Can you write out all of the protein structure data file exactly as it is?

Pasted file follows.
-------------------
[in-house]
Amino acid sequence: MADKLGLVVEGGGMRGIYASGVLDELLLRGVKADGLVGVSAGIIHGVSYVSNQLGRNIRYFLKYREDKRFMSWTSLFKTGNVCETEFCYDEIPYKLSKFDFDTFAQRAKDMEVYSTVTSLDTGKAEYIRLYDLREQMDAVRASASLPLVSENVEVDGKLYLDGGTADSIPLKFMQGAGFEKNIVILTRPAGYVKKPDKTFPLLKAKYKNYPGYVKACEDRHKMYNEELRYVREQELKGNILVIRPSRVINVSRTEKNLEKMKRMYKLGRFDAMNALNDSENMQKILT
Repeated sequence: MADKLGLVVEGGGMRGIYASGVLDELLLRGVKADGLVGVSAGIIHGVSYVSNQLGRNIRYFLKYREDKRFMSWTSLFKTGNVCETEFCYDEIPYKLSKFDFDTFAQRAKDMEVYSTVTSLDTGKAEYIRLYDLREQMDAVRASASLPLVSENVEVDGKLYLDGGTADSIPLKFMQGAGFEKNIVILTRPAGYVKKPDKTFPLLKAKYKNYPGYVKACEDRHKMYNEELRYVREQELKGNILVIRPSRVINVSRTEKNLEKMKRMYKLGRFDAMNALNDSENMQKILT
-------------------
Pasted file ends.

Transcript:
[in-house]
Amino acid sequence: MADKLGLVVEGGGMRGIYASGVLDELLLRGVKADGLVGVSAGIIHGVSYVSNQLGRNIRYFLKYREDKRFMSWTSLFKTGNVCETEFCYDEIPYKLSKFDFDTFAQRAKDMEVYSTVTSLDTGKAEYIRLYDLREQMDAVRASASLPLVSENVEVDGKLYLDGGTADSIPLKFMQGAGFEKNIVILTRPAGYVKKPDKTFPLLKAKYKNYPGYVKACEDRHKMYNEELRYVREQELKGNILVIRPSRVINVSRTEKNLEKMKRMYKLGRFDAMNALNDSENMQKILT
Repeated sequence: MADKLGLVVEGGGMRGIYASGVLDELLLRGVKADGLVGVSAGIIHGVSYVSNQLGRNIRYFLKYREDKRFMSWTSLFKTGNVCETEFCYDEIPYKLSKFDFDTFAQRAKDMEVYSTVTSLDTGKAEYIRLYDLREQMDAVRASASLPLVSENVEVDGKLYLDGGTADSIPLKFMQGAGFEKNIVILTRPAGYVKKPDKTFPLLKAKYKNYPGYVKACEDRHKMYNEELRYVREQELKGNILVIRPSRVINVSRTEKNLEKMKRMYKLGRFDAMNALNDSENMQKILT